Winter is well and truly on the way, and we all know what that means – colds and winter flu season!

Coughs, aches and a runny nose are synonymous with winter, but you can increase your chances of avoiding illness this year by taking some simple precautions.

How to can avoid catching a cold and winter flu

The easiest way to avoid catching a cold is to wash your hands regularly during the day. Hand hygiene is the first line of defence against a virus, and a thorough hand wash with soap and warm water the simplest way to fight the invaders.

If you don’t have soap, then hand sanitiser is handy to keep in your pocket or bag. Just make sure you use the alcohol version and not the antibacterial stuff. Over time bacteria and viruses can grow immune to this and create superbugs.

Of course prevention is better than cure, and everyone should be calling into their doctors for a flu shot before winter arrives. Unfortunately, because there are so many different types of winter flu virus, even a vaccination isn’t guaranteed to help.

Taking that into consideration, you should always try to stay away from sick people. It’s easier said than done, especially if someone at the office insists on coming to work when they’re sneezing and coughing over everybody.

If this is the case, try your best to avoid them. Move desks if possible, and make sure they dispose of their tissues before the virus gets a chance to float around the building infecting everyone.

flu vaccination

Get plenty of sleep

We need plenty of sleep, even when we’re not fighting off a virus.

We all know sleep is essential to our mental and physical states, especially our immune system.

Researchers at Carnegie Mellon University found that people who recorded less than 7 hours of sleep a night were nearly 3 times more likely to catch a cold than those who clocked at least 8 hours.

Just that one extra hour in bed can make all the difference to your health and the odds of catching a cold!

Difference between a cold and winter flu virus

Picture it – you’re lying on your sofa feeling terrible. Runny nose, sore head, throaty cough. Suddenly a $20 note blows up against the window –  do you get up to get it? If the answer is yes, you have a cold. If no, then you have the flu.

The symptoms of a cold and flu can overlap quite a bit, but one is significantly worse than the other.

An outbreak of influenza in 1918 killed upwards of one fifth of the world’s population, infecting approximately 500 million people, from the Arctic to remote Pacific islands.

During the outbreak, New Zealand lost about half as many people in the space of two months as it had in the entire First World War! No event has killed so many New Zealanders in such a short period of time.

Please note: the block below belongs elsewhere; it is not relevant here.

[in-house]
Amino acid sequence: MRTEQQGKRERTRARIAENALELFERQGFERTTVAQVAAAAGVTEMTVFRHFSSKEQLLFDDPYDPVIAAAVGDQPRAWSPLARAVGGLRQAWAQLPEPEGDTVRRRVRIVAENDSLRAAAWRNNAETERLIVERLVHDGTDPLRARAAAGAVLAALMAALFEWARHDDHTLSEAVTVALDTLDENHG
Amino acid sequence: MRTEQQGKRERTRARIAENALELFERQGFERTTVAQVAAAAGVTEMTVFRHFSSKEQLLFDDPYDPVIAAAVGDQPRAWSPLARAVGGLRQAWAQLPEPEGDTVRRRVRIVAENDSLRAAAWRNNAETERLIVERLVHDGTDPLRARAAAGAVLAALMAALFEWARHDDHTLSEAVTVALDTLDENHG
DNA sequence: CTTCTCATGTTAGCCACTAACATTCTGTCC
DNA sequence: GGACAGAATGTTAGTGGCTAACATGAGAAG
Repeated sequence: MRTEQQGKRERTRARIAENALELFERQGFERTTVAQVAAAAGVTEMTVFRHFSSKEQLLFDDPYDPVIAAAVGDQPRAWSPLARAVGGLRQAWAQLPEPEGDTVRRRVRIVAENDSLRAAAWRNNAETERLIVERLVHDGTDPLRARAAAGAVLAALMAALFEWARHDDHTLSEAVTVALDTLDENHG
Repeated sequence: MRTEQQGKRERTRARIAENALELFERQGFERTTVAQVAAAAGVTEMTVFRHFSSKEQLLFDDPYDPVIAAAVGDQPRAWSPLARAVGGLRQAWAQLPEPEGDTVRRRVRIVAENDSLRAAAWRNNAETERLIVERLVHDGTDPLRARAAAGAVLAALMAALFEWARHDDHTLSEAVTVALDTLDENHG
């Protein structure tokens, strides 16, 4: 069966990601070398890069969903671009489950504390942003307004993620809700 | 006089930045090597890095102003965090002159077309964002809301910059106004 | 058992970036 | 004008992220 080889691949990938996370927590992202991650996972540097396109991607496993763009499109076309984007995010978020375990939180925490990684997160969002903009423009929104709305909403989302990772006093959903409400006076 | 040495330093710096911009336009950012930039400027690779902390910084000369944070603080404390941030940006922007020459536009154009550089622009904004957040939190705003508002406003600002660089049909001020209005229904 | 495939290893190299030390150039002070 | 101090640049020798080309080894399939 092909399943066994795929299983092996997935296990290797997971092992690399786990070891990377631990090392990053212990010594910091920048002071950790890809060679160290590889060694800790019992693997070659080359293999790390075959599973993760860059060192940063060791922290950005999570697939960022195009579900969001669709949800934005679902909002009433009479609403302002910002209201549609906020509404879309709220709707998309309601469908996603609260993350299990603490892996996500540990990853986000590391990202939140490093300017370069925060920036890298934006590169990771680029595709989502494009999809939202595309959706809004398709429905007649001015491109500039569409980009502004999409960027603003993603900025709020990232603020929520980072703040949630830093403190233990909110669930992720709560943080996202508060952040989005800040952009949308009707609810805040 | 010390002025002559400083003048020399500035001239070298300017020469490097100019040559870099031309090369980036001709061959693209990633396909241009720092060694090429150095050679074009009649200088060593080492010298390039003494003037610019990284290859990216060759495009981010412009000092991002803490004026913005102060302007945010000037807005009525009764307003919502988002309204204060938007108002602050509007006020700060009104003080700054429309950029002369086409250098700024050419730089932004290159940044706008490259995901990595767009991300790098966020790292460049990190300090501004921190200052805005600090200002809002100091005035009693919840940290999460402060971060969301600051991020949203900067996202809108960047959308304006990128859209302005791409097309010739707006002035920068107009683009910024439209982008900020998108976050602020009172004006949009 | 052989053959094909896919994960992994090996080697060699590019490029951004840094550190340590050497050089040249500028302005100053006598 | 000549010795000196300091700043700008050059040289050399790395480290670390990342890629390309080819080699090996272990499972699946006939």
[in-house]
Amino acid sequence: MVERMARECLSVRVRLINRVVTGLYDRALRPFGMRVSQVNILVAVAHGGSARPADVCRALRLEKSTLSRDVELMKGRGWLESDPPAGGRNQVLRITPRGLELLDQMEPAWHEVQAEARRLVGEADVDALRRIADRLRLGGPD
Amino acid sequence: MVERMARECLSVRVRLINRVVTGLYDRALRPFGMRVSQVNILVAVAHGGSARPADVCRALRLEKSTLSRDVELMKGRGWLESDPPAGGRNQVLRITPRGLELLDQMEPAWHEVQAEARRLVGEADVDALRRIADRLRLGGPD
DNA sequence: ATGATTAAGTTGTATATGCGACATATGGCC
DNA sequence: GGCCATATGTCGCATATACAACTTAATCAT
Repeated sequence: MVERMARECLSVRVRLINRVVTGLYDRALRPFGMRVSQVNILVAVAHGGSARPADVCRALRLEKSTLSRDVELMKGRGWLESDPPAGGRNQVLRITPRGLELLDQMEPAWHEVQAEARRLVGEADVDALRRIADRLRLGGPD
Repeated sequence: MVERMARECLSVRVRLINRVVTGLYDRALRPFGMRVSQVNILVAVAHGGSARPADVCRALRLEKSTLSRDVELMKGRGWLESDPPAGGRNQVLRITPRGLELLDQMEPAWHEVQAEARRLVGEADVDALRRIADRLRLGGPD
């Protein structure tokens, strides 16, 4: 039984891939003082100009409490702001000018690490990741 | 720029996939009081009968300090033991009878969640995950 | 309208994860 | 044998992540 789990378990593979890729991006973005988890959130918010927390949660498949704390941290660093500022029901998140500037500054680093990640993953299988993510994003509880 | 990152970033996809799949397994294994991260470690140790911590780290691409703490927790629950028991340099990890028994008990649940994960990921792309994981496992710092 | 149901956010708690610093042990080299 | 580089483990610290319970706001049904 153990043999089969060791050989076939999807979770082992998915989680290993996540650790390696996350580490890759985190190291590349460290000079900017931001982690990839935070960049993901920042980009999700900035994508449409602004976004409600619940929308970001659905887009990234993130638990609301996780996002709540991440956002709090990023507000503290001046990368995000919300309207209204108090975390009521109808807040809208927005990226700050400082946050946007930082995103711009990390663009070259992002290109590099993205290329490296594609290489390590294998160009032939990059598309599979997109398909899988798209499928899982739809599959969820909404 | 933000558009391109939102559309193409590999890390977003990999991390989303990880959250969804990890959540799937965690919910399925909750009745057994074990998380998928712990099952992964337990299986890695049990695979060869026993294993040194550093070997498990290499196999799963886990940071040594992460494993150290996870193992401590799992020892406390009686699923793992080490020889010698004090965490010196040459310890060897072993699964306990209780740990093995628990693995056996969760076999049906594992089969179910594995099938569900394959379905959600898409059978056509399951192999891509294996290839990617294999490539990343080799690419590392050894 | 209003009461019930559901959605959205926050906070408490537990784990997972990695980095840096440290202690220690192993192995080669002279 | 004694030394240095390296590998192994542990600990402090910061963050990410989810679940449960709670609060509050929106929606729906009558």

The cold virus on the other hand is quite common, with the average person catching 2-4 colds per year. There are over 200 viruses which cause a cold, with the Human Rhinoviruses (HRV) causing around 40% of cases.

The easiest way to tell which one you have is by looking at the symptoms. With a simple cold, you’ll probably have a runny or stuffed nose, sore throat, tiredness and maybe some sneezing.

With a flu, you’ll have all those things, but also terrible muscle or body aches, a fever, headaches, vomiting and severe fatigue.

Myths about colds and winter flu

We all grow up knowing about colds and the flu, but unfortunately, much of what we learn isn’t true.

Many people will tell you to wrap up warm or else “you’ll catch a cold”. In reality the temperature has nothing to do with the cold, which is a virus. You’re more likely to catch it inside when in close proximity to other people.

It’s also a common misconception that your immune system needs to be weak in order to catch a cold. However, having a strong immune system should help you get better quicker, and thus shortening the duration of your cold.

Doctors tend to see a lot of patients turning up demanding antibiotics when they have a cold or flu-like symptoms. Unfortunately, these won’t help. Antibiotics fight bacteria, and the cause of the cold and flu is a virus.

heat pump reduces risk of winter flu

How installing a heat pump can help

Around 35,000 people die each year from the flu and flu related complications. Serious conditions such as pneumonia and bronchitis can result from an infection, and the flu can also make chronic health problems, such as asthma worse.

Having a heat pump in your home can reduce the risk of contracting an airborne virus.

The circulation of fresh, clean air in the room is essential, especially for children, and many heat pumps today contain an advanced, multi-staged air filtration system.

Called the Plasma Quad Filter System, this air filtration system layers an anti-allergy enzyme filter with an electrostatic plasma field.

This system effectively removes four major air pollutants; bacteria, viruses, allergens and dust.

Keep your family nice and warm, and give them the best possible chance of a flu-free winter by installing a heat pump.

Contact us today if you have any questions, or check out our specials page for our latest offers.

heat and cool monthly newsletter

Sign up to our newsletter!

Be the first to know about special pricing and new products with our monthly newsletter - also with tips and helpful advice to get the most out of your heat pump. Sign up today!

Thank you - you have subscribed